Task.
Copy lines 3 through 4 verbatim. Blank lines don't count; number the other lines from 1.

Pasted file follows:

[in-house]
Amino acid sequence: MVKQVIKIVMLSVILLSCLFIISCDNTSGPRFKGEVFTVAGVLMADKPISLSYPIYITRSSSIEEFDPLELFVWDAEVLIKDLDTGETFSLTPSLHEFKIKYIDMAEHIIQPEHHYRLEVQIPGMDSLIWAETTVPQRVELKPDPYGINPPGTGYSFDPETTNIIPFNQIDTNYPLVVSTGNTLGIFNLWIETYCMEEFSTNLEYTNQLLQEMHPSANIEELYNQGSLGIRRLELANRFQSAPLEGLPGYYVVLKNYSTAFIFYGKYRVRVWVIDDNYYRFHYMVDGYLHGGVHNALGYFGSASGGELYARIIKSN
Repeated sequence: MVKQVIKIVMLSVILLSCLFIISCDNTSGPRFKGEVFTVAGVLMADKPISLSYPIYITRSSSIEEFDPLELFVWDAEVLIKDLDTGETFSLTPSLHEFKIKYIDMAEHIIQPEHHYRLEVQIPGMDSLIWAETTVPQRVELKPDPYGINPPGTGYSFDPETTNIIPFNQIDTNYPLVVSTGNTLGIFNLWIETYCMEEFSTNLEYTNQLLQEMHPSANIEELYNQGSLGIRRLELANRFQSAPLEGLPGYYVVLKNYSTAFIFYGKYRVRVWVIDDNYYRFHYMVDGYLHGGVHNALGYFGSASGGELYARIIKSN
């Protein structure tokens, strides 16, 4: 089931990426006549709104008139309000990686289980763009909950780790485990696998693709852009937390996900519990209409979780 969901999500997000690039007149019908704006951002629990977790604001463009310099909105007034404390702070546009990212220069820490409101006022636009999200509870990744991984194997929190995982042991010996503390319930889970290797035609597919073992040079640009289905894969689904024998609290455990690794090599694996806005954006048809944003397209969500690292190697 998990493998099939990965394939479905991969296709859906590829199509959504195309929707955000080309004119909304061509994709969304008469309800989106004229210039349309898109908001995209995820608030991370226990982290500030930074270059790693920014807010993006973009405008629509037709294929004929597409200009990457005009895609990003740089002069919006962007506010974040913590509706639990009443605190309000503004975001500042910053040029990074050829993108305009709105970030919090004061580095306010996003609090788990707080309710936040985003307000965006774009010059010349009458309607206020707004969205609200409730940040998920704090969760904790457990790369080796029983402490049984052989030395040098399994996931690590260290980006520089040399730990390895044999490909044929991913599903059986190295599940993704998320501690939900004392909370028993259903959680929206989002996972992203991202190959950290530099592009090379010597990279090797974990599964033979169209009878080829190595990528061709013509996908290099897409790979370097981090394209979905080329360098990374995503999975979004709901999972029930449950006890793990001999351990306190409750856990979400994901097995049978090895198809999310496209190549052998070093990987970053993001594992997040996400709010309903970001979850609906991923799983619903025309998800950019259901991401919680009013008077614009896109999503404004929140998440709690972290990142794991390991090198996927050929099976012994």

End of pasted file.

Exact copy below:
Repeated sequence: MVKQVIKIVMLSVILLSCLFIISCDNTSGPRFKGEVFTVAGVLMADKPISLSYPIYITRSSSIEEFDPLELFVWDAEVLIKDLDTGETFSLTPSLHEFKIKYIDMAEHIIQPEHHYRLEVQIPGMDSLIWAETTVPQRVELKPDPYGINPPGTGYSFDPETTNIIPFNQIDTNYPLVVSTGNTLGIFNLWIETYCMEEFSTNLEYTNQLLQEMHPSANIEELYNQGSLGIRRLELANRFQSAPLEGLPGYYVVLKNYSTAFIFYGKYRVRVWVIDDNYYRFHYMVDGYLHGGVHNALGYFGSASGGELYARIIKSN
């Protein structure tokens, strides 16, 4: 089931990426006549709104008139309000990686289980763009909950780790485990696998693709852009937390996900519990209409979780 969901999500997000690039007149019908704006951002629990977790604001463009310099909105007034404390702070546009990212220069820490409101006022636009999200509870990744991984194997929190995982042991010996503390319930889970290797035609597919073992040079640009289905894969689904024998609290455990690794090599694996806005954006048809944003397209969500690292190697 998990493998099939990965394939479905991969296709859906590829199509959504195309929707955000080309004119909304061509994709969304008469309800989106004229210039349309898109908001995209995820608030991370226990982290500030930074270059790693920014807010993006973009405008629509037709294929004929597409200009990457005009895609990003740089002069919006962007506010974040913590509706639990009443605190309000503004975001500042910053040029990074050829993108305009709105970030919090004061580095306010996003609090788990707080309710936040985003307000965006774009010059010349009458309607206020707004969205609200409730940040998920704090969760904790457990790369080796029983402490049984052989030395040098399994996931690590260290980006520089040399730990390895044999490909044929991913599903059986190295599940993704998320501690939900004392909370028993259903959680929206989002996972992203991202190959950290530099592009090379010597990279090797974990599964033979169209009878080829190595990528061709013509996908290099897409790979370097981090394209979905080329360098990374995503999975979004709901999972029930449950006890793990001999351990306190409750856990979400994901097995049978090895198809999310496209190549052998070093990987970053993001594992997040996400709010309903970001979850609906991923799983619903025309998800950019259901991401919680009013008077614009896109999503404004929140998440709690972290990142794991390991090198996927050929099976012994």